Tri-Kris remains committed to the apprenticeship program [Manufacturing]


TOWNSHIP OF HATFIELD – When Bill Carling, owner of Tri-Kris Co. Inc. in Hatfield, envisioned a succession plan, he naturally thought of his son, Billy. While Bill Carling was far from retiring – having taken over the precision machining business in 2006 – he knew how to preserve the company’s heritage of providing quality components to serve local and national industries to the preparation required. Having followed in his father’s footsteps as owner of Tri-Kris, Carling has also invested in making his son the third generation of Carling in the business.

Pennsburg resident Billy Carling Jr. had the same vision and, like his father, realized it wasn’t as easy as taking over when the time came. Billy Carling needed to follow a path through each step, allowing him to build and then refine his skills as a craftsman before he could then fully immerse himself in the business and evolve into roles of manager, supervisor and, a day, owner.

Bill Carling sought a resource to provide the solid foundation that would enable his son to move from “work” at the company to launching his career path. He turned to JEVS Human Services – one of the region’s largest social service organizations offering job training and career enhancement opportunities – drawn to the Tri-State Apprenticeship Program (JTAP) of the non-profit organization. JEVS ‘mission in the program is to fuel local economies by empowering businesses with a solid pool of workers trained to excel in the modern environment.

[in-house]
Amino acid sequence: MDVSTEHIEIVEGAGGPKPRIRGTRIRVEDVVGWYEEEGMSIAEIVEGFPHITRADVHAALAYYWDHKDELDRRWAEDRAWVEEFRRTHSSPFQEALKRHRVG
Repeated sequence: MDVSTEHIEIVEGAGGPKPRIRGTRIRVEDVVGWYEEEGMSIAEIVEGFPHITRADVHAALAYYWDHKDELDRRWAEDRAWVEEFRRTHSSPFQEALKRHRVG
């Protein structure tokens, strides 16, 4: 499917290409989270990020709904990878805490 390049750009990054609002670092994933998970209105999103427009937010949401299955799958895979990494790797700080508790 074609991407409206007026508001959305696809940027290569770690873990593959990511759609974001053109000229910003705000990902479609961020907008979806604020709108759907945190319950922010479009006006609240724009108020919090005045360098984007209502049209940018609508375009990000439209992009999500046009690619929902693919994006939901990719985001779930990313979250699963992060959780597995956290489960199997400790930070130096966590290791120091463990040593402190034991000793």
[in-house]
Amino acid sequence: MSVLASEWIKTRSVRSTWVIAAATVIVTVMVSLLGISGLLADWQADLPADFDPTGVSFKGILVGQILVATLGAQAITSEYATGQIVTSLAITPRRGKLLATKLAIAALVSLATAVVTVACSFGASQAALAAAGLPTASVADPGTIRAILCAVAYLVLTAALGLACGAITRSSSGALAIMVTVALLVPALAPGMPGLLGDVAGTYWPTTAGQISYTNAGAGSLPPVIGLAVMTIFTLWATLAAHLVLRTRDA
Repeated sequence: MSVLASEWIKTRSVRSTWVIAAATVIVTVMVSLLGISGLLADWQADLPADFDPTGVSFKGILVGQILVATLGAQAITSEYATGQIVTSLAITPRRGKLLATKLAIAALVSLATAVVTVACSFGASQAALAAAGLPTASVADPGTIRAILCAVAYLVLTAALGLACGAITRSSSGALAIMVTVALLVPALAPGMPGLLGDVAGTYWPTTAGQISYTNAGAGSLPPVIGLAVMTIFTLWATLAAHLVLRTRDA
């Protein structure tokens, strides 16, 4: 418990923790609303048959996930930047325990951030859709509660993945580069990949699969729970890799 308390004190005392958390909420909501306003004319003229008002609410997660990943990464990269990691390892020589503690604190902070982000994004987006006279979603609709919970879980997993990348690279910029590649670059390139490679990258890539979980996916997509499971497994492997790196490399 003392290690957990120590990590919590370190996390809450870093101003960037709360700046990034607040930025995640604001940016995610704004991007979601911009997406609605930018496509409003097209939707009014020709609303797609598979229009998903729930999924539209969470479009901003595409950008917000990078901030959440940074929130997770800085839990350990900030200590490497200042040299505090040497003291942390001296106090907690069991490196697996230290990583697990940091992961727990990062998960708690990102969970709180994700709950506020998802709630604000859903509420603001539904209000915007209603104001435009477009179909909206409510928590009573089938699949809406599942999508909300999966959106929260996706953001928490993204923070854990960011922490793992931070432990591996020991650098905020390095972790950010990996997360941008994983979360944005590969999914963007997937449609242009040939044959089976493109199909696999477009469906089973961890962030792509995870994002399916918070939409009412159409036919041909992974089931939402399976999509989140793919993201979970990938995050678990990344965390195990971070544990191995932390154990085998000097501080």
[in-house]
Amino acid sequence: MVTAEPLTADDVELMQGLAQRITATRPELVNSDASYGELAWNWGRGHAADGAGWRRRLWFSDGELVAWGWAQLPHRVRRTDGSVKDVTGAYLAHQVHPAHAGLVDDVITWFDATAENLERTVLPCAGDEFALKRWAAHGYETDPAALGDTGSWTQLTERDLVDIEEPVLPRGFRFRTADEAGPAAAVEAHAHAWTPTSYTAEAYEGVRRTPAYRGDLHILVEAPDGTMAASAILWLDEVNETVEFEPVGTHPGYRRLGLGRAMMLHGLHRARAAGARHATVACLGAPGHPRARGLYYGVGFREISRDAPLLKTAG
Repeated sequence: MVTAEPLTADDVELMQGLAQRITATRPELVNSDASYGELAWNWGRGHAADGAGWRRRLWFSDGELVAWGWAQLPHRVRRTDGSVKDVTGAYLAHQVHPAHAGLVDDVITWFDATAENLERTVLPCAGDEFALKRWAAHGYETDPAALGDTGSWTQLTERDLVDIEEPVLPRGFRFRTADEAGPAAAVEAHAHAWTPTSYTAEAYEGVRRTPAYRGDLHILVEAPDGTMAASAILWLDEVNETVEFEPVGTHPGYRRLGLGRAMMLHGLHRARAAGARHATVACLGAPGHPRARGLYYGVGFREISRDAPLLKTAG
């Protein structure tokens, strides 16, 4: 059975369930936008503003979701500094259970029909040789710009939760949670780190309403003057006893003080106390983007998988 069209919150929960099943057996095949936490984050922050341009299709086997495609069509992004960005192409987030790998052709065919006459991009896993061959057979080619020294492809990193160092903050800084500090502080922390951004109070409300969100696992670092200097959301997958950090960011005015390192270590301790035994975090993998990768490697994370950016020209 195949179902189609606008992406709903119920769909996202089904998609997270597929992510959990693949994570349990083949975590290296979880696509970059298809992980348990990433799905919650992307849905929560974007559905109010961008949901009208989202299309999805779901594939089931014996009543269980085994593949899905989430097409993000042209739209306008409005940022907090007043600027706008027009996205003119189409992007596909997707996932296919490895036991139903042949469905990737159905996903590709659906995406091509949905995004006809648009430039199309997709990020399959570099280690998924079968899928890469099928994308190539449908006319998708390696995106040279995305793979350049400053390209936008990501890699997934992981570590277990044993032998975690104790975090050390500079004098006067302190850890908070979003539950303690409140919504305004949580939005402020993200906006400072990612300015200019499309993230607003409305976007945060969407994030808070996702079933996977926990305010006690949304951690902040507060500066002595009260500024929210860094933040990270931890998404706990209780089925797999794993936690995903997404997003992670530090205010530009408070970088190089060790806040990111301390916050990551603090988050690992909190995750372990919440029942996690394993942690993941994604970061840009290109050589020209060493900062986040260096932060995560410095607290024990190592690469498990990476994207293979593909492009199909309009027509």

Bill Carling and JEVS developed a turnkey learning program that was personalized for the company and for Billy Carling – providing him with a roadmap to step into a supervisory role in a matter of years. Today Billy Carling, Production Supervisor / Machinist at Tri-Kris, assumes supervisory responsibilities, including mentoring Antonio Hatcher, Machinist at Tri-Kris and apprentice.

“Unfortunately, a lot of people still think of apprenticeship as the age-old concept of ‘preparing a person for a certain type of skilled job’, like printing or metalwork,” said Stephanie Cocchi, program manager and consultant. chief of apprentices for JTAP. “But learning as a whole is becoming an integral and critical part of our society. This JEVS program exists to take advantage of market dynamics to create a win-win situation.

Edison Freire, director of Gateway Initiatives at JEVS, believes this program will continue to grow and prosper.

“JEVS helps meet business and industry demand for skilled and emerging trade professionals who can ultimately help grow the business. We train people and open doors for them to find jobs and start fulfilling careers with tremendous growth potential, ”said Freire. “Finally, by bringing these two groups together, we are contributing to a thriving business community and economy. “

Through the JTAP initiative, JEVS forms partnerships with the business community and the pool of skilled tradespeople who can meet their needs. The program places equal emphasis and importance on bringing in new workers for hire and supporting a company to advance career-conscious people from within.